Last reviewed 24 November 2021

Introduction

The Early Years Foundation Stage is the first stage of educational programmes in England, which concludes in each child being assessed against the Early Years Foundation Stage Profile (EYFSP) at the end of their Reception year in school to see if they have reached the expected national measure of a Good Level of Development (GLD). The EYFSP is intrinsically linked to the child moving into the National Curriculum at Key Stage 1. Rebecca Fisk explains more about this assessment profile and what it means.

Statutory requirements

The Childcare Act 2006 stipulates that early years providers, including schools with early years provision, must ensure that their provision meets the learning and development requirements and welfare requirements as specified in the EYFS. The EYFS statutory guidance can specify the arrangements required for assessing children for the purpose of ascertaining what they have achieved in relation to the 17 early learning goal (ELGs) descriptors. The early learning goals are not meant to be used as a curriculum but as an assessment point at the end of the Reception year.

The Early Years Foundation Stage Profile handbook and use of the data

Each year the EYFSP handbook is updated to provide guidance and advice to local authorities and early years providers. It is produced to help teachers and early years practitioners make accurate judgments about each child’s level of development at the end of the Early Years Foundation Stage (EYFS) and to detail the statutory requirements for the EYFS profile assessment. The handbook aims to help early years teachers and providers complete early years foundation stage profile judgements so that outcomes are accurate and consistent across all early years settings. Consistency is important because data is collected nationally by the Department for Education (DfE) and used to monitor changes in levels of children’s learning and development regionally and nationally. It is also used to compare outcomes for different groups of children according to their characteristics, such as the gender, eligibility for free school meals or their special educational needs and disabilities. The profile is not designed to be a measure for holding schools to account and the DfE does not publish school level results for the EYFS profile. County level results, however, are published and used by local authorities to see how well their region is doing with children’s outcomes.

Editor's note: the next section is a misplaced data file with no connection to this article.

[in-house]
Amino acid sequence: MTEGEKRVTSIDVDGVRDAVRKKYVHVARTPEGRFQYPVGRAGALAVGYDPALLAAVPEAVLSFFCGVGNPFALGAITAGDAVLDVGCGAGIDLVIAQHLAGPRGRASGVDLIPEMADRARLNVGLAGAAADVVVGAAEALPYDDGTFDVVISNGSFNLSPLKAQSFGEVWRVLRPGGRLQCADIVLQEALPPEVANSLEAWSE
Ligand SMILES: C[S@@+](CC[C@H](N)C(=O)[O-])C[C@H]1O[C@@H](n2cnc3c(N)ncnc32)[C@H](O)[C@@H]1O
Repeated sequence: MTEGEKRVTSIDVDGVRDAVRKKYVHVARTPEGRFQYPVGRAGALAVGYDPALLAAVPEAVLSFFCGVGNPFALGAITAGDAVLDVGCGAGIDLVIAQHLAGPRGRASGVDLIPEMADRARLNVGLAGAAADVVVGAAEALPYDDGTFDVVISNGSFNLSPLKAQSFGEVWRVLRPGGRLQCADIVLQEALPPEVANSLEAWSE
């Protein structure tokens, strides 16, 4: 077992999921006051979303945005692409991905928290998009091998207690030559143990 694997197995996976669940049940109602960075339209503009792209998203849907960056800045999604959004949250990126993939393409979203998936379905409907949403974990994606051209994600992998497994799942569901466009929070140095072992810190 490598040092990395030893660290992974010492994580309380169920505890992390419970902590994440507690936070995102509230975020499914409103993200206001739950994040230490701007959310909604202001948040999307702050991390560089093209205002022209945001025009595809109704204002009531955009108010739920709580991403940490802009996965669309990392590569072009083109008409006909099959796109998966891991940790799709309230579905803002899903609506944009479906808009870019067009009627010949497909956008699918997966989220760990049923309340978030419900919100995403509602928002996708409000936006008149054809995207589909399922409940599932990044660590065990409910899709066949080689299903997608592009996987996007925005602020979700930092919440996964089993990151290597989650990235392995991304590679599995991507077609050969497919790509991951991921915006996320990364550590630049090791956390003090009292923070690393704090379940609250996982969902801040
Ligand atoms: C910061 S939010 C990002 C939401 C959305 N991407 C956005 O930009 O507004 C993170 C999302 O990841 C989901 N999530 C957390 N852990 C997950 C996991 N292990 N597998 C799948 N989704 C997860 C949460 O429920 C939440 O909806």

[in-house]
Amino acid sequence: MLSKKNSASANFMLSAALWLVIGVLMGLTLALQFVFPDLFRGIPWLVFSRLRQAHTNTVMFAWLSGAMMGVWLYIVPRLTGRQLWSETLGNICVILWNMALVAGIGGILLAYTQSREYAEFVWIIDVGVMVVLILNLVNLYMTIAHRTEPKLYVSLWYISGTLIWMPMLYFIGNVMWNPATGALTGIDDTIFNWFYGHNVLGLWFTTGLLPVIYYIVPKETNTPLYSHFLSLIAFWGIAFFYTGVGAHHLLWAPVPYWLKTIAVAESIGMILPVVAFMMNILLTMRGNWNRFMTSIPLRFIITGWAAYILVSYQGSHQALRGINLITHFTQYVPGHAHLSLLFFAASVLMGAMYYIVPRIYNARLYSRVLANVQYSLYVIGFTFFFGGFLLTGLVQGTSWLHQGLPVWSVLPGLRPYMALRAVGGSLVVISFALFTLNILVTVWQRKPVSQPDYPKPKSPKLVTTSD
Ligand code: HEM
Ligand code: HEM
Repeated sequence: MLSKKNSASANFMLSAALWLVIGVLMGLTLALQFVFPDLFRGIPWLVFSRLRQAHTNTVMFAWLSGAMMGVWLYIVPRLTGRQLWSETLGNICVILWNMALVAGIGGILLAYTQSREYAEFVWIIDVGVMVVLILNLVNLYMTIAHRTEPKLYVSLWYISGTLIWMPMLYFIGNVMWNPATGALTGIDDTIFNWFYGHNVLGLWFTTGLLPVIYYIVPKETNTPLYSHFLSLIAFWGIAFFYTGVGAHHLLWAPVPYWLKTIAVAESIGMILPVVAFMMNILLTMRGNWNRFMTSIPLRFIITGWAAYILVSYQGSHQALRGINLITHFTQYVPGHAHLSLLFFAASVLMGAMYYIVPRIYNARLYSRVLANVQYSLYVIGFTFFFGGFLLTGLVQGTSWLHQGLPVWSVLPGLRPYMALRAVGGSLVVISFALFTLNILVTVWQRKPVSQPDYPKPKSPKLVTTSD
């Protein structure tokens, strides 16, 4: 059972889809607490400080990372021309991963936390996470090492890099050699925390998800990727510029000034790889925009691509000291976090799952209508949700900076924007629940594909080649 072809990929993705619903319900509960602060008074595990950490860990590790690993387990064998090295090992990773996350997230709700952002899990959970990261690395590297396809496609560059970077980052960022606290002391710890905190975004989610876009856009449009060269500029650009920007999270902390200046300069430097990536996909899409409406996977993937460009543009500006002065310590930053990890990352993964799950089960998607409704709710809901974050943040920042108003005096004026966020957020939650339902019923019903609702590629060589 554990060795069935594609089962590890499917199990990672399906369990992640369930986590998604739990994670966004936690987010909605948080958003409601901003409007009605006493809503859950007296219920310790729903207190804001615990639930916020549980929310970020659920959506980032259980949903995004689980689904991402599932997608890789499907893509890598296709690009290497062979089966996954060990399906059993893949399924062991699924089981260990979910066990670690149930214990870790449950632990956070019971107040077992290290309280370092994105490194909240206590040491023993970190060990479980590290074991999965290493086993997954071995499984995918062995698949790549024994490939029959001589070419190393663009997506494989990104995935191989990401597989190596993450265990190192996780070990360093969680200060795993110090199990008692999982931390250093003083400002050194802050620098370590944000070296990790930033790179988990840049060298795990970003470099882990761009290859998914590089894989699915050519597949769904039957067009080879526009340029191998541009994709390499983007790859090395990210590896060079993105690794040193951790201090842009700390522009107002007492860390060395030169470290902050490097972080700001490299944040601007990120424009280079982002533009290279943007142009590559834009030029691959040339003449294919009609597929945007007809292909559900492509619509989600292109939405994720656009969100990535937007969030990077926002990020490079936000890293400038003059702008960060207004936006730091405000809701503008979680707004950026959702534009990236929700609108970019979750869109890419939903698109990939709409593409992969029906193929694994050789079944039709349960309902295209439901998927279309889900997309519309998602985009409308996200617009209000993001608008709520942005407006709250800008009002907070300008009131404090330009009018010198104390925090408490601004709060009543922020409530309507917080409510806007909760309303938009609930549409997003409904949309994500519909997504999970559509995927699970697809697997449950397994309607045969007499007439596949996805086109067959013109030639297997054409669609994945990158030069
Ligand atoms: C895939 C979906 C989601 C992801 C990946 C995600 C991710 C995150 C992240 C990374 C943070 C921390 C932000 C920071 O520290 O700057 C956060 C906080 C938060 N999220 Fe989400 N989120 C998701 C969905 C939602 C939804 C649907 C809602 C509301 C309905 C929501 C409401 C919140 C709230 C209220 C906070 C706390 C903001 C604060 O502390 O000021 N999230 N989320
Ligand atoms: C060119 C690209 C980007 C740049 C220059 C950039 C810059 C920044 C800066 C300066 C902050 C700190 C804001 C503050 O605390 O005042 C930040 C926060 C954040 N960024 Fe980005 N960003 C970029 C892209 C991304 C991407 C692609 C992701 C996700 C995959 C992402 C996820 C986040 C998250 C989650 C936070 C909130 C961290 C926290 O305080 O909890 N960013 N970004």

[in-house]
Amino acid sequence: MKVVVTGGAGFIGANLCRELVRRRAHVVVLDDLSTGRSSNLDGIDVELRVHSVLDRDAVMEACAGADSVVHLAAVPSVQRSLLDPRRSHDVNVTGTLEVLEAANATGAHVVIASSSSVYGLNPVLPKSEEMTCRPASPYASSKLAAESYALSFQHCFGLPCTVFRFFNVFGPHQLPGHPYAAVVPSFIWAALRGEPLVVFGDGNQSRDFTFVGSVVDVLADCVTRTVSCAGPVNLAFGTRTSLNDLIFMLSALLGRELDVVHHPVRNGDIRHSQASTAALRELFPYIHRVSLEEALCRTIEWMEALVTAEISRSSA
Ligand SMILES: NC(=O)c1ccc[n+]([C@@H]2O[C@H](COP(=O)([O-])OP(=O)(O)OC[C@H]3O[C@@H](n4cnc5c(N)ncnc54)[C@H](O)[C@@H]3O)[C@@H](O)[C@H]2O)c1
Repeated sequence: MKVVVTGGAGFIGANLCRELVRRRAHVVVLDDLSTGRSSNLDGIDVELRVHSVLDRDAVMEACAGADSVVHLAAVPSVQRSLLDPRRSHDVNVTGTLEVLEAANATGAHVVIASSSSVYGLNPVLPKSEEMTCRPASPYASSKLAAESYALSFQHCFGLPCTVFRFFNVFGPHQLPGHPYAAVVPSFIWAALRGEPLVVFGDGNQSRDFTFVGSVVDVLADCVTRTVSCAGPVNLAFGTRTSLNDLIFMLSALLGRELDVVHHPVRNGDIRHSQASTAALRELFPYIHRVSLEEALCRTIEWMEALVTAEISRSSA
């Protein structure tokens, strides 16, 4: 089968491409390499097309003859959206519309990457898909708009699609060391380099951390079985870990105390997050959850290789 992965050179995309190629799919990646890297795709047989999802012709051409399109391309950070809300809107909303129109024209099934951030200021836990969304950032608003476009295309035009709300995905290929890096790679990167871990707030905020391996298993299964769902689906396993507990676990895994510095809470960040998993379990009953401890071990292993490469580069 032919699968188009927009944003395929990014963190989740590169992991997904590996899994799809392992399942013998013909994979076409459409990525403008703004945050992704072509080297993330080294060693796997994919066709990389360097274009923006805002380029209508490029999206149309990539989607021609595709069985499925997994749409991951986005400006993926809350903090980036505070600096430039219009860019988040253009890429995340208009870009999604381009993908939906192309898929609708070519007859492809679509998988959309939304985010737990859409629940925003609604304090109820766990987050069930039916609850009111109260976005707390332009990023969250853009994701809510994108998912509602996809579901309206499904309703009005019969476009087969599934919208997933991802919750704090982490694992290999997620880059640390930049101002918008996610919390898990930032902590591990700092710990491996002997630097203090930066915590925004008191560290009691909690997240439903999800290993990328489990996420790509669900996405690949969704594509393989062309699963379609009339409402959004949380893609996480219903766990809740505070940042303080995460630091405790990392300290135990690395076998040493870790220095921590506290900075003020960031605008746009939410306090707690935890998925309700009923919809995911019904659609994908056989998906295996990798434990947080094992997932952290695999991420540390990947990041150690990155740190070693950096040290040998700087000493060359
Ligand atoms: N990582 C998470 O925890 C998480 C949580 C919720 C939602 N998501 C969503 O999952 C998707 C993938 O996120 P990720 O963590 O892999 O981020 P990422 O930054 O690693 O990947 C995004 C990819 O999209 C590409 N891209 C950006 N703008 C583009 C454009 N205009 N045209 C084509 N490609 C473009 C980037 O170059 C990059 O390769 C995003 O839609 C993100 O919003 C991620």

The professional judgement made at the end of the Reception year should be informed by the child’s development throughout the foundation stage and is a summative assessment based on the professional’s knowledge and understanding of what a child knows, understands and can do. This knowledge should include information from the child’s parents and carers.

Two main purposes of the Early Years Foundation Stage Profile

The profile assessment has two main purposes.

  1. To support a successful transition to Key Stage 1 by informing the professional dialogue between the EYFS and Year 1 teachers. This dialogue should provide information about the child’s stage of development and their learning needs this. This will enable the Year 1 teachers to plan their curriculum to meet the needs of all the pupils.

  2. To inform parents about their child’s development. This information should tell parents if the child has reached a Good Level of Development (GLD) at the end of the EYFS and if they have achieved at least the expected level for the early learning goals in the prime areas of learning and the specific areas of mathematics and literacy.

Key principles of the EYFS profile assessments

There are several key principles of the EYFS profile assessments which demonstrate why they need to be reliable and accurate.

  1. Practitioners should use their knowledge of children through what the child demonstrates about what they know and can do consistently but in the range of different situations. The practitioner reflects on these skills, knowledge and understanding that the child demonstrates so the assessment is primarily based on the practitioner’s professional knowledge about the child, not on formal testing.

  2. The assessment is summative and gives a holistic view of what the child can demonstrate against each early learning goal at the end of the reception year. All the early learning goals are interconnected. Teachers should consider the whole description of each goal and how one relates to the other when making their judgements, not just looking at the separate statements individually or using them as a checklist.

  3. A range of different perspectives will inform the teacher’s assessment and judgement. It will mostly be based on their own professional knowledge and judgement, but it should take into account contributions and perspectives from others, in particular the child's parents and carers and the child themselves. It is good practice for teachers to get to know what the child knows about their own learning and their own development.